Grant brings time-, money-saving technology to our courts

Lawrence County court personnel started using technology last week that allows any member of a criminal or civil case to participate in the proceedings from any location, including our jail.

An $82,314 grant from the Office of Criminal Justice Programs paid for a CourtCall system with video and audio hardware for our three courtrooms and jail, as well as additional laptops and technology upgrades in the Courthouse.

Covid introduced the need for remote appearances and Zoom to our court system. Our existing computer equipment wasn’t reliable enough, and the process of getting (and keeping) all parties on a Zoom call was problematic.

The opportunity to improve came with an award from a CESF (Coronavirus Emergency Supplemental Funding) Video Arraignment grant program. Its purpose was to reduce the number of people who personally appear in court and therefore eliminate opportunities to spread the virus.

The application submitted by my office included a $65,000 system from CourtCall, a Torrence, California company that developed the technology for attorneys in 1996 so they could appear for routine matters from their homes, offices, or other locations. Now, CourtCall systems are designed to serve all parties involved in every type of case.

CourtCall personnel from Torrence and Denver, Colorado traveled here first to plan the system layout, then to install and train those who are using it.  Hardware includes microphones; computers for judges; two 65” televisions in the largest courtroom so spectators can see those appearing remotely; and courtroom cameras with multi-focus lenses to capture the judge and/or the entire room.

Two “rugged” kiosks are installed in small, private rooms in the jail and allow inmates to interact with the judge and anyone else involved in their case. Inmates can actually sign documents using their finger on the kiosk screen. Judges, attorneys, and other parties can use an electronic signature program and eliminate the need for paper copies.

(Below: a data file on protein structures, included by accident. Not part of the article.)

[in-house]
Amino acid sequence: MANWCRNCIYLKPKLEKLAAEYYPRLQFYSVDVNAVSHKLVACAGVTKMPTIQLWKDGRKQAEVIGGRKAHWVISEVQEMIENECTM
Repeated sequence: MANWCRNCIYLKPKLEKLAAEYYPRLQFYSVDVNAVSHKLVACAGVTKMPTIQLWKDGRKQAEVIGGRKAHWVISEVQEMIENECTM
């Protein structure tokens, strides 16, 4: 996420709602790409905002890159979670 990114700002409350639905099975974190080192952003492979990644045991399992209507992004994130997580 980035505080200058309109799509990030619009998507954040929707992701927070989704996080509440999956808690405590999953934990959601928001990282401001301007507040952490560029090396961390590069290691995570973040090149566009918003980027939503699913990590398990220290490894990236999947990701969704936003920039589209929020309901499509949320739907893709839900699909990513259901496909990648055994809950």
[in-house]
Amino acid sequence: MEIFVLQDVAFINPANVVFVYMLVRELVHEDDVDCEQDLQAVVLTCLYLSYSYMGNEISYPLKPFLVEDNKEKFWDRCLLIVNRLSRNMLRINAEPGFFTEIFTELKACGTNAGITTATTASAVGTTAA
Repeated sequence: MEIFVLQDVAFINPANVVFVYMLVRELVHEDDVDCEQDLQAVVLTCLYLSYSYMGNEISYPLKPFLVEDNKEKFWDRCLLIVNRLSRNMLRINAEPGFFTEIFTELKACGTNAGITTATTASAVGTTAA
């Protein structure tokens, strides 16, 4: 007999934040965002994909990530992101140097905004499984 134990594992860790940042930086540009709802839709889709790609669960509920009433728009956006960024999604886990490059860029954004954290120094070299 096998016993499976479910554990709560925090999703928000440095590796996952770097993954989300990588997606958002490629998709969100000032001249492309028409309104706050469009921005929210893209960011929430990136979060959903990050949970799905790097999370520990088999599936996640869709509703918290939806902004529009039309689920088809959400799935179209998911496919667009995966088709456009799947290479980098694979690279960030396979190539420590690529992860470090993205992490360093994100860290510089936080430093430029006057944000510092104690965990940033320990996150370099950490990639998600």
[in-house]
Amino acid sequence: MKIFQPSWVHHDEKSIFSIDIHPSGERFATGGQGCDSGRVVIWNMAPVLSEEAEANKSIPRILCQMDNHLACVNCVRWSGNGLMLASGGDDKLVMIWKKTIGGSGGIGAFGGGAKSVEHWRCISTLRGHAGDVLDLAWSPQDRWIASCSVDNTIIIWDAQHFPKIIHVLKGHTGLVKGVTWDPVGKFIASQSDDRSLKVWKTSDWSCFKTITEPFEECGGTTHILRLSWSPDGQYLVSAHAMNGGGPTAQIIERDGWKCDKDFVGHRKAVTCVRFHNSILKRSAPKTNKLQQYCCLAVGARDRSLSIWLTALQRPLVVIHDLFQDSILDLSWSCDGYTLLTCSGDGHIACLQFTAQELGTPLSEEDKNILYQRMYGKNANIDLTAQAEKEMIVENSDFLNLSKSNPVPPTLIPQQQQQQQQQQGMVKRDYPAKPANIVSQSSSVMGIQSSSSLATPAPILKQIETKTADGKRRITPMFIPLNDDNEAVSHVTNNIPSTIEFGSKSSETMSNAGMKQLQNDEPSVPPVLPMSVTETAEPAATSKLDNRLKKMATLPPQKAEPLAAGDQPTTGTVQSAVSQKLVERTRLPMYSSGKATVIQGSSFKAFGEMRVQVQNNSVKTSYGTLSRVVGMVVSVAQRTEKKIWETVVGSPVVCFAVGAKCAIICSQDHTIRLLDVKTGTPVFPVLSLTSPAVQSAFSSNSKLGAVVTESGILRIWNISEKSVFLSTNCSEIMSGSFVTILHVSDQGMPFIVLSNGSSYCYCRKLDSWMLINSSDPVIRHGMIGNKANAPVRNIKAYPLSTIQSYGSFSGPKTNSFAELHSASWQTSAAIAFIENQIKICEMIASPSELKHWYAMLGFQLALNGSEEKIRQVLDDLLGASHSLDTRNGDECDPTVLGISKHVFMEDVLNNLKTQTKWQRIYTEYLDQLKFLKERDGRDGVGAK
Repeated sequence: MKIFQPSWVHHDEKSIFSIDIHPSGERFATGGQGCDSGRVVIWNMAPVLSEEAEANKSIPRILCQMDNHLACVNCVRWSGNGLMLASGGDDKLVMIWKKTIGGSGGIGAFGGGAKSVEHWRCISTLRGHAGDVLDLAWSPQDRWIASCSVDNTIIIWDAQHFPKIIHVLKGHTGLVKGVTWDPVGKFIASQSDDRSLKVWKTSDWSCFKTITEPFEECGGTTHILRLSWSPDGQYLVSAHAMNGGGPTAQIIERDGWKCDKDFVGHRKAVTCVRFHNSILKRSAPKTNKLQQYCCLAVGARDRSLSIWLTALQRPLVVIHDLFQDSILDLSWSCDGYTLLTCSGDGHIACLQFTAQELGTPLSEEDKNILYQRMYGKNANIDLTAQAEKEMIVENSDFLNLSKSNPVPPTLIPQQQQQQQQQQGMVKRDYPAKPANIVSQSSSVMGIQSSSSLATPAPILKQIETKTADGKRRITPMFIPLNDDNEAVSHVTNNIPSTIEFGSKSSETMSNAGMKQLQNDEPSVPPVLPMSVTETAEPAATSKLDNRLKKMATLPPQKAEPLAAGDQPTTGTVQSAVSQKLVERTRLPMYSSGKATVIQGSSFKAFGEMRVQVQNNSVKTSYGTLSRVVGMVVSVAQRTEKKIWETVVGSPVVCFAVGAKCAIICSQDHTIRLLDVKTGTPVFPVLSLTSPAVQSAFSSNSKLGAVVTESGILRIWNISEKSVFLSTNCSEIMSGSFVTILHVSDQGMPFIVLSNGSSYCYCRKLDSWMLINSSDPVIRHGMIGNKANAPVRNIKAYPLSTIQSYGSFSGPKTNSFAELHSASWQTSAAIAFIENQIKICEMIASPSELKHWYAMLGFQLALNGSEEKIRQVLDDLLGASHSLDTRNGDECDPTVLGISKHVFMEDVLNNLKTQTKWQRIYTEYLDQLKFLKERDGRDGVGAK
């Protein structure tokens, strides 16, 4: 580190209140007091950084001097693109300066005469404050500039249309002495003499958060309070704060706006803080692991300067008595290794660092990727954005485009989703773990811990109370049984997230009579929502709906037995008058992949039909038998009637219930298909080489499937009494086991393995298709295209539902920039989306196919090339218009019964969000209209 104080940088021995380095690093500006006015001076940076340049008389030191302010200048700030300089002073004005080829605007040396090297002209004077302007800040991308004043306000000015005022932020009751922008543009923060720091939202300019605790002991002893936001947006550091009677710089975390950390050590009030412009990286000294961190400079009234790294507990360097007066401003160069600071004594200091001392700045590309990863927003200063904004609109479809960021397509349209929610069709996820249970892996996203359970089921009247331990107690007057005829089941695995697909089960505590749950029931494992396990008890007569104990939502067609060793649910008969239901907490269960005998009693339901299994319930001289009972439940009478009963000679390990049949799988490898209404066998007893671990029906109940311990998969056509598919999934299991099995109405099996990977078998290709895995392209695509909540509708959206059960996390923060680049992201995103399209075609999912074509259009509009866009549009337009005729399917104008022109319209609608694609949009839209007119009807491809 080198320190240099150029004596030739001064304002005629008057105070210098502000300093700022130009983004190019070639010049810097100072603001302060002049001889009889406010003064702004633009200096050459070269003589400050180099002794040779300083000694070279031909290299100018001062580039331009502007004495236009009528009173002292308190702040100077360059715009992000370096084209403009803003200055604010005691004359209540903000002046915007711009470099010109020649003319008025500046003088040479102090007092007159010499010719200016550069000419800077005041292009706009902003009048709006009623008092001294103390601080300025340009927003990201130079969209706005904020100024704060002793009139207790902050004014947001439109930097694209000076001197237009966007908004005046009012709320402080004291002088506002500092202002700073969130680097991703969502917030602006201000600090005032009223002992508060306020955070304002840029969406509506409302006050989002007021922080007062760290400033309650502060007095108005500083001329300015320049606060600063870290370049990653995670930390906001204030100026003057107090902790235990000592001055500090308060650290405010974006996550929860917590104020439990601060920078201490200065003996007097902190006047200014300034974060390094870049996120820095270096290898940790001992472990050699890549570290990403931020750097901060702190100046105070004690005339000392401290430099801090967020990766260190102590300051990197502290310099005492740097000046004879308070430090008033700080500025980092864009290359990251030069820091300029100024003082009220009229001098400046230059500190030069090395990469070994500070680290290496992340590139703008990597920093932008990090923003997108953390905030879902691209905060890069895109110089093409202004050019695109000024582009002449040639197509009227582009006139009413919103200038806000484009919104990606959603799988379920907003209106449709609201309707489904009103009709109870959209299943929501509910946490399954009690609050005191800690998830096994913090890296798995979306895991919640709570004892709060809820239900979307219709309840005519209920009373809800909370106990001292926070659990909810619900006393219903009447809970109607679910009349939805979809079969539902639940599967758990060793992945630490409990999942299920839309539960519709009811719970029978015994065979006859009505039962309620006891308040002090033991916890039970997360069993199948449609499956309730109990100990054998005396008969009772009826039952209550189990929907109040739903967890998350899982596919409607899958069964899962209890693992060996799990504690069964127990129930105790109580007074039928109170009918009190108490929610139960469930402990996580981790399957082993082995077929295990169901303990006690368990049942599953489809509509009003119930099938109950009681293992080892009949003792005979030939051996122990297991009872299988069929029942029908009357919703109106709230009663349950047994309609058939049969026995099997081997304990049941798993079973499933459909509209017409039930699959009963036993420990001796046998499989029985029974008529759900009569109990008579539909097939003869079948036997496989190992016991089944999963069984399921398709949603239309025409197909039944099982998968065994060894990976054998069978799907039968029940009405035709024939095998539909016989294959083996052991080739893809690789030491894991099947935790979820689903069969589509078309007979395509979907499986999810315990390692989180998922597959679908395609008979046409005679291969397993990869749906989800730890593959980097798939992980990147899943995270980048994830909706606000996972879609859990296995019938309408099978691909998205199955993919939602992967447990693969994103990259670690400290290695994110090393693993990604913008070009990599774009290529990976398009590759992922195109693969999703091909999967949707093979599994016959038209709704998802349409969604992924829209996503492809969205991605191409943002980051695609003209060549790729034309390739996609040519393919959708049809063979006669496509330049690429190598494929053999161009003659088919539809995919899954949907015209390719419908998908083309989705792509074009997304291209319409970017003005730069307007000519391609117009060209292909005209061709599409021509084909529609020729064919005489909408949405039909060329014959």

Courtroom Security Director Lt. Anthony Washburn says only 12 of almost 60 inmates had to physically appear during two days of routine court proceedings last week. More inmates will make remote appearances as court personnel become more familiar with the program.

The system allows up to 20 people to appear onscreen simultaneously. With a link delivered via email, anyone anywhere can participate with their own laptop, desktop, cell phone, or tablet. If two or more participants need to speak privately, they can “subconference” on another screen where others can’t see or hear them, then return to the group.

CourtCall offers great opportunities to save time and money in our court system, which ultimately benefits taxpayers. I want to thank everyone involved in the adoption of this system, particularly Lt. Washburn and IT Director Steve Walker.


Two “rugged” CourtCall kiosks were installed in the Lawrence County jail, part of a grant-funded system that allows people to participate in legal proceedings from remote locations. Inmates can sign court documents on the screen with their finger.

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